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Braves Farm System Ranked First in MLB by Keith Law

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The Braves farm system continues to get rave reviews as the most recent rankings from Keith Law have the Braves with the best farm system in baseball.

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The Braves have recently been getting great reviews from within and outside the league for the depth of talent that they have assembled in their farm system. With a huge treasure trove of pitching in addition to promising position player prospects such as Austin Riley, Mallex Smith, Dansby Swanson, and Ozhaino Albies, the system has the potential to be among the best assembly lines of talent to the majors for the next several years at least.

With that said, it still always a nice surprise when such efforts are recognized by those in the industry, which is exactly what has happened.

If you don't have an ESPN Insider account, you should because it's actually really great, but not having one will not prevent you from watching the video where Keith explains why he believes the Braves have the best farm system in baseball. Law explains that a combination of trading veterans to reload the farm system, the success of the draft last year, and, in particular, the two trades the Braves made with the Diamondbacks have pushed the Braves to the top of the ranks. The concentration on pitching and targeting high upside players has paid off in Law's mind as he notes that the Braves are tied for having the most players in his top 100 prospects (which will be released tomorrow) with a few others that are just on the outside of that top 100.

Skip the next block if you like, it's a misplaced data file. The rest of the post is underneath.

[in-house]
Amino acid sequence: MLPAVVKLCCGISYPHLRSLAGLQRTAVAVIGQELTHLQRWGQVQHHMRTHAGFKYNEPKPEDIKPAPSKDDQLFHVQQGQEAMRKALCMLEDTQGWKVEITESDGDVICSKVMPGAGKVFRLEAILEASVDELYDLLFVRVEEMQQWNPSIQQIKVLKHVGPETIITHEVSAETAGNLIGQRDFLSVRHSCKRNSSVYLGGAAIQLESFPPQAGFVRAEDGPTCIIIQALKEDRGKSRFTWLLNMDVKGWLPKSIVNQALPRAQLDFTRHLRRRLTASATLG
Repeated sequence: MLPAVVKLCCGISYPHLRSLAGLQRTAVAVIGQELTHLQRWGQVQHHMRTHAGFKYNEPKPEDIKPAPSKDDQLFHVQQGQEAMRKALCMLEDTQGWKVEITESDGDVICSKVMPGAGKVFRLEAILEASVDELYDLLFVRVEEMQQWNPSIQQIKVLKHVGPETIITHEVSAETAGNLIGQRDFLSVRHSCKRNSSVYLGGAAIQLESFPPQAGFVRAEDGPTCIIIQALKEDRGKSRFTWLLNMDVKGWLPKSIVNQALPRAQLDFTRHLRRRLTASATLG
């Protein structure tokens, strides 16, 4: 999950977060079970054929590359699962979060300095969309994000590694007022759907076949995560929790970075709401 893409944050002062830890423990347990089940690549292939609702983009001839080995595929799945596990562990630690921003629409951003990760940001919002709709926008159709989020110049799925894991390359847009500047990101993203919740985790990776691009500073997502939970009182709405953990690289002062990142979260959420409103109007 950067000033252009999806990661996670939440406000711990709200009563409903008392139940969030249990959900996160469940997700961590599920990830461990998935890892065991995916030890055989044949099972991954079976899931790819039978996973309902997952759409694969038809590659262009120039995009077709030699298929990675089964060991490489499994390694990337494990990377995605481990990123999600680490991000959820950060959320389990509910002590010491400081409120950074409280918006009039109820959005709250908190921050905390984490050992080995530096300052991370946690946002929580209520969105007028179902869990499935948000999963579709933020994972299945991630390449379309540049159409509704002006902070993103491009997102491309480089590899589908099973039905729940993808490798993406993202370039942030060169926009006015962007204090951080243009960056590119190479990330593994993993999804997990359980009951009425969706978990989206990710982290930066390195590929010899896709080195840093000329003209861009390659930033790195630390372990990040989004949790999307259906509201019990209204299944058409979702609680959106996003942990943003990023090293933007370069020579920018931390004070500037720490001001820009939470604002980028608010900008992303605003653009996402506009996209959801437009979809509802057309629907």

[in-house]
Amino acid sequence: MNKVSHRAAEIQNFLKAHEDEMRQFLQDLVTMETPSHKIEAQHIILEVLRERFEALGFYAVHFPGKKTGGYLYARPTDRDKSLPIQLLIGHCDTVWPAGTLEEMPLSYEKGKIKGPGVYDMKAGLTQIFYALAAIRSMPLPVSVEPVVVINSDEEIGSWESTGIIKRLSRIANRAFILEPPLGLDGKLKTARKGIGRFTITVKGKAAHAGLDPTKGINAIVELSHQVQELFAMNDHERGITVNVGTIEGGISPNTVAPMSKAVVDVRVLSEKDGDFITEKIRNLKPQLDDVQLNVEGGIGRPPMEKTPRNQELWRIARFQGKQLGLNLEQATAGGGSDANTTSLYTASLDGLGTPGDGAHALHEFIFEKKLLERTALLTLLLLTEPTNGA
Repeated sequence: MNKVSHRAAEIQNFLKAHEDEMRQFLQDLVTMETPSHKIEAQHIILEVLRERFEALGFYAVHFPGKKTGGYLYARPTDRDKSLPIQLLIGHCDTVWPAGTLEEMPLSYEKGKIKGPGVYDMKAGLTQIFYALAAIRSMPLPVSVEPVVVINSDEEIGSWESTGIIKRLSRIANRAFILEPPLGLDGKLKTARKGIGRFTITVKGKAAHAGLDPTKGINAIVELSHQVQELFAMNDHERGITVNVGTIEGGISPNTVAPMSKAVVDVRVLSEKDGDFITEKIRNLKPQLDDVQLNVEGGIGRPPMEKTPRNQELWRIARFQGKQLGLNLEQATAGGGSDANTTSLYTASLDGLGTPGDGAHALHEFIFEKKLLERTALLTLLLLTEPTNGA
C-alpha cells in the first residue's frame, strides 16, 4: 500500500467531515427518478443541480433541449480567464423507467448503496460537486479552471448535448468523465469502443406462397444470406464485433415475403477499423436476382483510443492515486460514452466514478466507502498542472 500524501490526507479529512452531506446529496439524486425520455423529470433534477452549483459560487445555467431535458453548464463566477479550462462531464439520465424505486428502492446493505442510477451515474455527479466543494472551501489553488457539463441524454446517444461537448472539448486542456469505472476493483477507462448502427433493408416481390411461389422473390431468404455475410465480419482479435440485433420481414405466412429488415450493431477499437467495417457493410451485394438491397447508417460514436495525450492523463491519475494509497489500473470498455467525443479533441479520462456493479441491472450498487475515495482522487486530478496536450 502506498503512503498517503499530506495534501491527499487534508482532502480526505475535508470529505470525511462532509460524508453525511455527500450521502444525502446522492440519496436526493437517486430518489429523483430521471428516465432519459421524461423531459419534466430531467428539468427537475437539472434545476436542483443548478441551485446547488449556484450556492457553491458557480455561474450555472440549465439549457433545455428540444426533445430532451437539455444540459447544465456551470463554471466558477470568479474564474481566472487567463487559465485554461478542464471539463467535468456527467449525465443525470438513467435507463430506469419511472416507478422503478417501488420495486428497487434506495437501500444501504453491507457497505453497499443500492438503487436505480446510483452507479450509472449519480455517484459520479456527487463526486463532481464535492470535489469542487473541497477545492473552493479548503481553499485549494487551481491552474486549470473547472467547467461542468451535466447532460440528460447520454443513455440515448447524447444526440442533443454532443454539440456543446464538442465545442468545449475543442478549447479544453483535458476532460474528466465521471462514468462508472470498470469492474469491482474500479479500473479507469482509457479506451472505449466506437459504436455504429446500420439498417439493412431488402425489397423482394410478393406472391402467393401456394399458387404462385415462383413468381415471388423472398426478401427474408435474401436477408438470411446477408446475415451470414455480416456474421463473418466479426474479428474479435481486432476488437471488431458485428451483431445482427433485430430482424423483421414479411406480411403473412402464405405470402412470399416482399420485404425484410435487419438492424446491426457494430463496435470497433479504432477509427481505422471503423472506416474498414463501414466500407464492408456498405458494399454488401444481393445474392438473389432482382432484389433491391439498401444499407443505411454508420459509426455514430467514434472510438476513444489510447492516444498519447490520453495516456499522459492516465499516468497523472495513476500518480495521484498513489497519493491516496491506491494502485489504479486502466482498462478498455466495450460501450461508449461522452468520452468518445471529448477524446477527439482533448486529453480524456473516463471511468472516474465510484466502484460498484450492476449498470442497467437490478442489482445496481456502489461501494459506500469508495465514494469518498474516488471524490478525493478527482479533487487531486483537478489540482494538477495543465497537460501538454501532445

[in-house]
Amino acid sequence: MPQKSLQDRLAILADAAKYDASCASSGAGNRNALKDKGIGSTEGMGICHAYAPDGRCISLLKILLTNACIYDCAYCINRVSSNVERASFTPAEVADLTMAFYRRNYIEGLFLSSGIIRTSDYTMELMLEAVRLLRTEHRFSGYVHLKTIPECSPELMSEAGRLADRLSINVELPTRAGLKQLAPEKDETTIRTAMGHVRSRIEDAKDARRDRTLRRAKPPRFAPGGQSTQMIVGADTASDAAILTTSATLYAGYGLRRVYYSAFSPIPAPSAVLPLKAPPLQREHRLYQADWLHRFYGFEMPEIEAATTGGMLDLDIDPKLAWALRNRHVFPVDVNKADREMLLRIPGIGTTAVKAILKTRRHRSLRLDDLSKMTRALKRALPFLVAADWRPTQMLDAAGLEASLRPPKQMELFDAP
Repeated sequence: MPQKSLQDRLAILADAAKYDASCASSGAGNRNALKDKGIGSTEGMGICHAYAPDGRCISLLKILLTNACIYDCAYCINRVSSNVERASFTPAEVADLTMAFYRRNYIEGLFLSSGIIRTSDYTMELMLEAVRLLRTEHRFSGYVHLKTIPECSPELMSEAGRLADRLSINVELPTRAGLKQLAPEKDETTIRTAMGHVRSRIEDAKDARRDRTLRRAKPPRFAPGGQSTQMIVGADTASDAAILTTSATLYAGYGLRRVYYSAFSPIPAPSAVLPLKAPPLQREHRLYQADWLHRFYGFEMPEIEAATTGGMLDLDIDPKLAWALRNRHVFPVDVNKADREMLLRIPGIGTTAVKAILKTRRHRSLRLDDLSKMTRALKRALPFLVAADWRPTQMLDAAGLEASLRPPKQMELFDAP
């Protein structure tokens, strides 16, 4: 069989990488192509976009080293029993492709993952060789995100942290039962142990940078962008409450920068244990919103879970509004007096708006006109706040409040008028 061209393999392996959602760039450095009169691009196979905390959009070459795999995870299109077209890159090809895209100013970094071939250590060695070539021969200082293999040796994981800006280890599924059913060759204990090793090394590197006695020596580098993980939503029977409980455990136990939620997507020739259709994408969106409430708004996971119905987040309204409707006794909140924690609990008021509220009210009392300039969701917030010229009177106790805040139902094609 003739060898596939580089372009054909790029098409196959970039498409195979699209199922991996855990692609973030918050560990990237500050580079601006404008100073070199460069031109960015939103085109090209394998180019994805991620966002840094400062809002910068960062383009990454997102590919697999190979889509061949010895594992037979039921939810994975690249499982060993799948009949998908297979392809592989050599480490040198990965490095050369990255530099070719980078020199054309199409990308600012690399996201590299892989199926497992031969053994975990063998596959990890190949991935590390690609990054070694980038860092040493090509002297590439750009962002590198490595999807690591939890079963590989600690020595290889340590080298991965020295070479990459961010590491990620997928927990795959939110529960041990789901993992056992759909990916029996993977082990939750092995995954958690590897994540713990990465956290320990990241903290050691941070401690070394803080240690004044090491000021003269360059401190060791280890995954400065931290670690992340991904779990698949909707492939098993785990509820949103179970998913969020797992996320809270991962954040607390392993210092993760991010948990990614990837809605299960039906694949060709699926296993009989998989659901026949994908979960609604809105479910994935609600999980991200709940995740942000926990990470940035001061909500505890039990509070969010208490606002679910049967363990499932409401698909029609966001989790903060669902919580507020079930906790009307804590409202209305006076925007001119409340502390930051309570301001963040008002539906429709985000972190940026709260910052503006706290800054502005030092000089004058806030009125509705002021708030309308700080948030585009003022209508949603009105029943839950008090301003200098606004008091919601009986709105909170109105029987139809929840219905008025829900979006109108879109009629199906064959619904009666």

Just in the past 18 months or so, the Braves made moves that resulted in adding Dansby Swanson, Sean Newcomb, Aaron Blair, Mallex Smith, Max Fried, Tyrell Jenkins, Austin Riley, Touki Toussaint, and many others to the farm system with the goal of having a very healthy farm system and competing when the team moves in to SunTrust Park in 2017.

This news doesn't necessarily change what the Braves are doing, but certainly helps to validate the strategy that Coppy and Hart put in to place when they took over for Frank Wren.